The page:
I have also come around to the realization that what I like about shibori is the texture. Take away the texture and suddenly I’m not as interested. I also appreciate a piece of shibori if I can’t figure out how it was done. But add some dimension to it and suddenly it comes to life! I never quite understand why someone would create pleating using the arashi method and then remove it to appreciate the dyeing pattern only. I love itajime but am always tempted to add texture over it and usually do. I’ve spend countless hours photographing the pleating and shaping of my shibori, some of which has been posted to Flickr. I’ve enjoyed and been inspired by so many of you sharing your work through your blogs, Flickr, and beyond. speaking of Flickr- I started a new pool over there for dimensional textiles. This group includes textured shibori but is wide open to any form of textile manipulation that results in a sculptural form. We’ll just see where that leads! So far we have 8 members and only myself and Danny Mansmith have been posting to the pool. It may turn out to be the sound of one hand clapping but hopefully others will be inspired to create new work and share their work which fits the genre.

I was able to take a trip to Eastern WA to visit family over the holiday and was treated to a wonderful change of scenery! A brilliant view of white snow capped mountains of the Cascades and the Columbia River every morning. Also diving into a photo project which had me spending hours at the scanner scanning old family photos for the family’s blog and Flickr site. We were truly a Brady Bunch family– 2 families married together combining kids age 6-16. My dad was a photography buff and when we lived in Japan we had the luxury of our own darkroom which we were allowed to use. He used slide film almost exclusively and we are one of those families that have 1000’s of slides in carousels which now need to be transferred. Additionally, many of the slides are annotated and all are numbered! There are some stunning photos of remarkable places in Japan taken from 1965-1972. (not to mention hilarious photos of us kids in the late 60’s-and we thought we were so cool!) Imagine moving to Japan in 1965 with 6 kids ages 6-16! We were very lucky children. This will be an ongoing project for 2008.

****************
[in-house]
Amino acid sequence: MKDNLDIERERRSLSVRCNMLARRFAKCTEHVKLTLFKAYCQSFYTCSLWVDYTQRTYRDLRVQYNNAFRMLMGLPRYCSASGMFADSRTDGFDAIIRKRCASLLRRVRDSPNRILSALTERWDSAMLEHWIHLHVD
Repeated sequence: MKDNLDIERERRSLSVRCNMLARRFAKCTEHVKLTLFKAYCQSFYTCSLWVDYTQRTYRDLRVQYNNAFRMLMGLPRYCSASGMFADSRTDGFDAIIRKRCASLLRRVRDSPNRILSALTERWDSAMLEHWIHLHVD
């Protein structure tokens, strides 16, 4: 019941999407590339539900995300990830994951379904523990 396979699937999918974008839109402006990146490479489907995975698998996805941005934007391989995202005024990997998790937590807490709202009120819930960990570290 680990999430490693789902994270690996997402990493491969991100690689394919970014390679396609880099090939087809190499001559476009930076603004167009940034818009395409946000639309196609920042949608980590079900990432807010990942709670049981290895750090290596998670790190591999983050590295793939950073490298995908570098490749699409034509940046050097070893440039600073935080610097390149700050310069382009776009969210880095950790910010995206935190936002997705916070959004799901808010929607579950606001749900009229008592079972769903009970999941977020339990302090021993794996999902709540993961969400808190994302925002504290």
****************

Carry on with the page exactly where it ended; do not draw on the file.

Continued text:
My mom will turn 80 next year and we are already planning the celebration. My dad is struggling with a bit of memory loss so time is of the essence.

OK. I know this is getting rather lengthy. My immediate concern is to finish my preparations for the upcoming Pasadena Bead and Design Show at the Pasadena Hilton Jan 17-20th. Check out the workshop list! Lots of interesting artists and teachers presenting. I was invited to teach a ribbonwork class and I’m feeling a little intimidated by the experienced faculty. There is a french ribbonwork class I’d love to take but won’t be able to as it is all day long and I will be working my booth (International Room #107!) My class will be held on Saturday 1-3 PM. Cost is $75 and includes all materials. Email beadanddesign@msn.com or call (530) 274-1123 to sign up.
A new Joggles class starts February 14th. More designs for shibori flowers and ribbonwork will be presented. This is a 3 week class.
Then there is the Los Angeles Cherry Blossom Festival. I’ve been invited again to present my work and teach at the Historical pavillion.
I’m also set to do the upcoming West Coast Quilt Festival in July in Long Beach. Exciting to see that Quilts Inc. has chosen Long Beach to hold this first West Coast Festival. Get out your sleeping bags girls-sleepover party at shiborigirl’s! There will be a line for the shower.
And another blog to keep up to date! (how does Jude do it????)

There you go….enough already! On to ACTION!